The Coachable Athlete?

I find it interesting that athletes will hire running & triathlon coaches, mental game coaches, massage therapists, etc. and not heed what they are told. Actually, it’s not all bad. I believe that there are at least three primary reasons for this.

1. You disagree with what you are being told.

This is actually understandable. If you don’t agree or don’t even believe what you are being advised to do of course the likelihood of following through is low. If this is the case it’s time to change coaches – change your advisors. Stop paying someone to tell you something you believe is wrong or somehow doesn’t apply to you. And, stop frustrating them by not following their advice.

2. Not all your coaches and support people are on the same page.

It is no small matter that you have consistency in your training world if you want optimal results. There is a plethora of coaches and almost as many approaches and philosophies. If your running coach advocates hill work and your massage therapist is telling you it’s damaging you or your chiropractor says it damages your joints; of course you will be conflicted. If your dietitian advocates low carbohydrates and the coach is telling you carbohydrate loading is necessary for fueling your long runs; you will be conflicted. if your massage therapist tells you that you must stretch every day and your coach does not advocate stretching; you will be conflicted.

The ideal world is that you have chosen your professional support with your beliefs in mind. they should predominantly be in sync. And if they aren’t you must have a final “authority” who you would defer to; who you believe will steer you in the right direction.

3. You are a Do-it-yourselfer who likes input and data gathering but reserve decisions and actions for yourself. You want to do it your way.

In general, runners are highly educated and seek information and resources to gain critical knowledge that they believe will ultimately improve their performances, keep them healthy, or prolong athletic life. It is common to find runners ready to question any professional’s advice or comments based on some recent article they read in Runner’s World or on the web (or whatever). This is one reason to again chose your professionals wisely. If you already know your predispositions, hire like thinking individuals. If you like debates on the efficacy of various elements of your performance perhaps purposely choose someone of a different ilk.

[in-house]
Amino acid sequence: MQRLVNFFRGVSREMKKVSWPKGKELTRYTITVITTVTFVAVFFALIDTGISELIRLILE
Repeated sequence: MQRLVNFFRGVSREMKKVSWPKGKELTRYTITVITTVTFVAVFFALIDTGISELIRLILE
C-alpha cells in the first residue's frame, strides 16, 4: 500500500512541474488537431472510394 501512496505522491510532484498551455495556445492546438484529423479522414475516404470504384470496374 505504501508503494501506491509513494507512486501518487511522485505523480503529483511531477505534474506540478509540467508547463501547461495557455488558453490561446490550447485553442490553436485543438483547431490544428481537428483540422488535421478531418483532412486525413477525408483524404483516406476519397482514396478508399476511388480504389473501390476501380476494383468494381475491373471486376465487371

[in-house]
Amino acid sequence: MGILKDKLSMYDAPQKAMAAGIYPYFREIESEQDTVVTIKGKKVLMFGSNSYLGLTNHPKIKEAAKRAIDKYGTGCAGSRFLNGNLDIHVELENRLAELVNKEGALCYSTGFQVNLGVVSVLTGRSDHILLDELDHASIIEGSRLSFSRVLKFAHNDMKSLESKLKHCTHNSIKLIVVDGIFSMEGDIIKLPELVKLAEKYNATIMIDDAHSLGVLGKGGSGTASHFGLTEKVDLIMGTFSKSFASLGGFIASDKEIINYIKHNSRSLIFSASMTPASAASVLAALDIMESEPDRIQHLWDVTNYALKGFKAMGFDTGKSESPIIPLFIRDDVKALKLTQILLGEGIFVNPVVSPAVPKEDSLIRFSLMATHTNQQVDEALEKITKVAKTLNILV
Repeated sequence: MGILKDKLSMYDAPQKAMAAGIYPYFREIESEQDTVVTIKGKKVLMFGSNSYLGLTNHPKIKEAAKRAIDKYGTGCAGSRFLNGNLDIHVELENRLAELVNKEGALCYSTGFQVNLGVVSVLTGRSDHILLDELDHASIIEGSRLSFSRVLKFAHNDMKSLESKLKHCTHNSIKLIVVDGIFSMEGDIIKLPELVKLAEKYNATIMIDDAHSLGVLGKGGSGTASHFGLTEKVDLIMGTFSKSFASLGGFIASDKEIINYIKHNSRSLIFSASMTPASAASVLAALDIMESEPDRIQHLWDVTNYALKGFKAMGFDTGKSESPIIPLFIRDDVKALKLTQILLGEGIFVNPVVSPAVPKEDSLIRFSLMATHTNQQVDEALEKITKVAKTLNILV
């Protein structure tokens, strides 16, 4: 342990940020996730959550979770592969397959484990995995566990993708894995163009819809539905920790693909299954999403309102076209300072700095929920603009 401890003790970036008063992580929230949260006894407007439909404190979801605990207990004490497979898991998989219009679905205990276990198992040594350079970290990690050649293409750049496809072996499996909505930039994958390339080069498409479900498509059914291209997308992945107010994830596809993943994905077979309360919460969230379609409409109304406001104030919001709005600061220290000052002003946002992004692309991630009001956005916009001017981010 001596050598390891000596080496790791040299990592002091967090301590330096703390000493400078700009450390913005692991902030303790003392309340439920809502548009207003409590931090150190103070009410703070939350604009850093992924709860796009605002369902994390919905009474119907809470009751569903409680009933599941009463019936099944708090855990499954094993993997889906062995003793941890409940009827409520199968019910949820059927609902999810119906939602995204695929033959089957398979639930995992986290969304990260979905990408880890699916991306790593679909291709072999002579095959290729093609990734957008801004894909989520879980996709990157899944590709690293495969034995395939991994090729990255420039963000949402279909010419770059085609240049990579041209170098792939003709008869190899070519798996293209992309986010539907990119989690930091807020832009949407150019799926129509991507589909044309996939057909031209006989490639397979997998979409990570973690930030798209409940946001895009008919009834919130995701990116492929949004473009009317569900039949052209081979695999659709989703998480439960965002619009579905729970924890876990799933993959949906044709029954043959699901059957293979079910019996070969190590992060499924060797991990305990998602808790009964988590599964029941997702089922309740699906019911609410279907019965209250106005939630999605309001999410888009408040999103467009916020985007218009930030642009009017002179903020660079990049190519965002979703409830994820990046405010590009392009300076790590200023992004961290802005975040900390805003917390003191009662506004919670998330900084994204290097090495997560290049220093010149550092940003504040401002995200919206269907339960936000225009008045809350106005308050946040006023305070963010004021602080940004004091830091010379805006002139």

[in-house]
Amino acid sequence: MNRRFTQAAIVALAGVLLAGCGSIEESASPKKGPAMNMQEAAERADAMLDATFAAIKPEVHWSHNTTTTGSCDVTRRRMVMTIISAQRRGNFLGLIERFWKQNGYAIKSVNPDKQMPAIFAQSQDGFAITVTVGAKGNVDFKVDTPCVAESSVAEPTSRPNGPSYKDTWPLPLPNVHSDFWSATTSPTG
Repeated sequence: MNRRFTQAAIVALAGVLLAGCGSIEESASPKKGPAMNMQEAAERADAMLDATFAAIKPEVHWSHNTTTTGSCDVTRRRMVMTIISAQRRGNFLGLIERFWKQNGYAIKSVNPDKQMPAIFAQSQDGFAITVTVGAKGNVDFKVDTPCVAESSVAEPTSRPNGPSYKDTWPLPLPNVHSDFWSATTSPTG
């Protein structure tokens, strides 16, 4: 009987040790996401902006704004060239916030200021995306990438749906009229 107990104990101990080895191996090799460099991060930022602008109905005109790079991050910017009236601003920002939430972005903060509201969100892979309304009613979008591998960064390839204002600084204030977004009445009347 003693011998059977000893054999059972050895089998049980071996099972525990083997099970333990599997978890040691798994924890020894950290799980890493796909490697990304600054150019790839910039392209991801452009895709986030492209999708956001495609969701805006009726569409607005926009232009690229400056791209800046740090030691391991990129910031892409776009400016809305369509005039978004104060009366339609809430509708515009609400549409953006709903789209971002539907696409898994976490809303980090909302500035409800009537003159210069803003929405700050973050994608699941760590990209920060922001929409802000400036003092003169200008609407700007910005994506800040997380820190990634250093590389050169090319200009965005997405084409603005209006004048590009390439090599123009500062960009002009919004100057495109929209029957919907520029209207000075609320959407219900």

Now, in fairness however, to your professionals be clear on your intentions. If you want to debate – tell them up front. If you are in information-seeking mode; so you can take what you like and leave what you don’t then mold it the way you want – say so. If you seek actual guidance (being told what you should do based on this professional’s experience and knowledge) on your next course of action – say so.

These are different. Debating is a different mindset than sharing information or advising. Professionals can put the information sharing hat on (like being your living, breathing, interactive encyclopedia). Or they can put the giving advice hat on and tell you what you should do next based on their professional experience. It will also lessen the frustration the professional will experience in dealing with you when you don’t follow their advice and end up injured or over-trained for instance.

There are many runner-do-it-yourselfers. There are more un-coached runners than coached runners in the world. I enjoy discussing, debating and sharing training information with this group. I know however, they will decide for themselves what is best for them. They do not want a coach. I don’t put much stake in what actions they end up taking. They are more confident in their ability to learn from various resources – people, magazines, etc. They enjoy gaining knowledge and then applying it to their training. The caveat is that they are good at applying this knowledge to themselves NOT others. This was my approach many years ago. It led me to hundreds of hours of continued education and certifications and only then on to sharing with others.

Other runners prefer not to delve into the details of VO2max, interval pacing calculations, or how much is too much. They want a professional to do this for them. They want to be the athlete. The caveat is, if this is you, then follow the plan. I do put a stake in this. I want them to be successful and I’ll work with them to make it happen.

I analyze coaching successes and failures (both mine and others). Far more than half of the my coaching failures can be attributed to simply not following the plan: adding extra workouts because they didn’t think it was enough (ending up too tired to race well); going faster than the prescribed paces (and wondering why they got injured); eliminating workouts they didn’t like (and wondering why they weren’t improving); not communicating with me for weeks while following the plan like it was written in stone regardless of how they felt (and wondering why they were so worn and sore). You get the idea.

The ideal coachable runner is one who asks questions, volunteers information and feedback, communicates clearly and regularly with the coach, modifies a training plan with the coach’s knowledge and approval; and who follows a program outlined for him or her.

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